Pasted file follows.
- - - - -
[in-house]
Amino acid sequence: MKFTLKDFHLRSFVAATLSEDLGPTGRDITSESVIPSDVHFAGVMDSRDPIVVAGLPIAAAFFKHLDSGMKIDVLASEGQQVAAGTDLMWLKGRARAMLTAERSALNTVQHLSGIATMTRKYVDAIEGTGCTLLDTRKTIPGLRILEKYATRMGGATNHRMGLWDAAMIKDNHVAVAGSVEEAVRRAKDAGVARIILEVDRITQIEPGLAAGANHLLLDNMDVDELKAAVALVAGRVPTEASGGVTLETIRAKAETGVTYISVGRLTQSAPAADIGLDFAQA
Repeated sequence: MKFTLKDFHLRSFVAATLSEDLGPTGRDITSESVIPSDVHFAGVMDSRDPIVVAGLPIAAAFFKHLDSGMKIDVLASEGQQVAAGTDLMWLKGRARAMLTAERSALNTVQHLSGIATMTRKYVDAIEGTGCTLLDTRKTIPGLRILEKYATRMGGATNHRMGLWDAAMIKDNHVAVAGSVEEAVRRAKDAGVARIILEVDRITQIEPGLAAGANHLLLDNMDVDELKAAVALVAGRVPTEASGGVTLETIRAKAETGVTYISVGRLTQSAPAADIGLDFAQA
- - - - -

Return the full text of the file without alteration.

[in-house]
Amino acid sequence: MKFTLKDFHLRSFVAATLSEDLGPTGRDITSESVIPSDVHFAGVMDSRDPIVVAGLPIAAAFFKHLDSGMKIDVLASEGQQVAAGTDLMWLKGRARAMLTAERSALNTVQHLSGIATMTRKYVDAIEGTGCTLLDTRKTIPGLRILEKYATRMGGATNHRMGLWDAAMIKDNHVAVAGSVEEAVRRAKDAGVARIILEVDRITQIEPGLAAGANHLLLDNMDVDELKAAVALVAGRVPTEASGGVTLETIRAKAETGVTYISVGRLTQSAPAADIGLDFAQA
Repeated sequence: MKFTLKDFHLRSFVAATLSEDLGPTGRDITSESVIPSDVHFAGVMDSRDPIVVAGLPIAAAFFKHLDSGMKIDVLASEGQQVAAGTDLMWLKGRARAMLTAERSALNTVQHLSGIATMTRKYVDAIEGTGCTLLDTRKTIPGLRILEKYATRMGGATNHRMGLWDAAMIKDNHVAVAGSVEEAVRRAKDAGVARIILEVDRITQIEPGLAAGANHLLLDNMDVDELKAAVALVAGRVPTEASGGVTLETIRAKAETGVTYISVGRLTQSAPAADIGLDFAQA